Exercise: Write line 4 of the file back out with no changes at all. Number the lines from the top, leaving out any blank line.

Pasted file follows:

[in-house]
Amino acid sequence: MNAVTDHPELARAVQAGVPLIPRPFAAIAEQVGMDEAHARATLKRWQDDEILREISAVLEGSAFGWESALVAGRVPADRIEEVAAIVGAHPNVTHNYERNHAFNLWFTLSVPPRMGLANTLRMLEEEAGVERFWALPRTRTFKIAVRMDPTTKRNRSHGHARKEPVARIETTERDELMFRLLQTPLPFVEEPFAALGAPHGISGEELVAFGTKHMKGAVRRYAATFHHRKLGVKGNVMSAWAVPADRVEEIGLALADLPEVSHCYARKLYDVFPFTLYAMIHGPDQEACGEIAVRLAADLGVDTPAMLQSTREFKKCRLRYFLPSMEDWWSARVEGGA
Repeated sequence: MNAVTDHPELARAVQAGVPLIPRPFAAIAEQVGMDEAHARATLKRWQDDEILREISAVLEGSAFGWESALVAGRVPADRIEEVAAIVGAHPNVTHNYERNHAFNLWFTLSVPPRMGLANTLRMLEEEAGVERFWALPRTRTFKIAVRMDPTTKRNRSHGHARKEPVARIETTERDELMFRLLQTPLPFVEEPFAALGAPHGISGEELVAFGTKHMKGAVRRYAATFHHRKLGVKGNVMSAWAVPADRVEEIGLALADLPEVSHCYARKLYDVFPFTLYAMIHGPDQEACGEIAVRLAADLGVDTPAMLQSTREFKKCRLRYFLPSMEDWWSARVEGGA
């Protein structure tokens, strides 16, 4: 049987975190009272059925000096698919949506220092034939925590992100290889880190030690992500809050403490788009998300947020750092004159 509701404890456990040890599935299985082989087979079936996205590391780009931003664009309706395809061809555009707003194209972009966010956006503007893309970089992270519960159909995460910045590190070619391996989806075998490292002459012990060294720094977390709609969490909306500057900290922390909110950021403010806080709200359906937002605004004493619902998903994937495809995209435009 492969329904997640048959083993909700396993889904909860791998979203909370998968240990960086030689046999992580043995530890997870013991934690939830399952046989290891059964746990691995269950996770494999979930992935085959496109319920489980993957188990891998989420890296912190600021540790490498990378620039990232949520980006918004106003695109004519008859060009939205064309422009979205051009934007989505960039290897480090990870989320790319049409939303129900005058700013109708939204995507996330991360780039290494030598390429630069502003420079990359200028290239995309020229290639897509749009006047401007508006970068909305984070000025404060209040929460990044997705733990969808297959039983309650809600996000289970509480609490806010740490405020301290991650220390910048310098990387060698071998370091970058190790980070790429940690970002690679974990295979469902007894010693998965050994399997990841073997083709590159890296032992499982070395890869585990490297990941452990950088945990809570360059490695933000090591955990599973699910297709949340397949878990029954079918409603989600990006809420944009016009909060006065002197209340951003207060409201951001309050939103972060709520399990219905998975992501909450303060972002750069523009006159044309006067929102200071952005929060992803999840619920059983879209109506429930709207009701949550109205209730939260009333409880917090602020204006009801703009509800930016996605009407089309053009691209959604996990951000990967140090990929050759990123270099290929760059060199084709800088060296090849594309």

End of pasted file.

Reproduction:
């Protein structure tokens, strides 16, 4: 049987975190009272059925000096698919949506220092034939925590992100290889880190030690992500809050403490788009998300947020750092004159 509701404890456990040890599935299985082989087979079936996205590391780009931003664009309706395809061809555009707003194209972009966010956006503007893309970089992270519960159909995460910045590190070619391996989806075998490292002459012990060294720094977390709609969490909306500057900290922390909110950021403010806080709200359906937002605004004493619902998903994937495809995209435009 492969329904997640048959083993909700396993889904909860791998979203909370998968240990960086030689046999992580043995530890997870013991934690939830399952046989290891059964746990691995269950996770494999979930992935085959496109319920489980993957188990891998989420890296912190600021540790490498990378620039990232949520980006918004106003695109004519008859060009939205064309422009979205051009934007989505960039290897480090990870989320790319049409939303129900005058700013109708939204995507996330991360780039290494030598390429630069502003420079990359200028290239995309020229290639897509749009006047401007508006970068909305984070000025404060209040929460990044997705733990969808297959039983309650809600996000289970509480609490806010740490405020301290991650220390910048310098990387060698071998370091970058190790980070790429940690970002690679974990295979469902007894010693998965050994399997990841073997083709590159890296032992499982070395890869585990490297990941452990950088945990809570360059490695933000090591955990599973699910297709949340397949878990029954079918409603989600990006809420944009016009909060006065002197209340951003207060409201951001309050939103972060709520399990219905998975992501909450303060972002750069523009006159044309006067929102200071952005929060992803999840619920059983879209109506429930709207009701949550109205209730939260009333409880917090602020204006009801703009509800930016996605009407089309053009691209959604996990951000990967140090990929050759990123270099290929760059060199084709800088060296090849594309």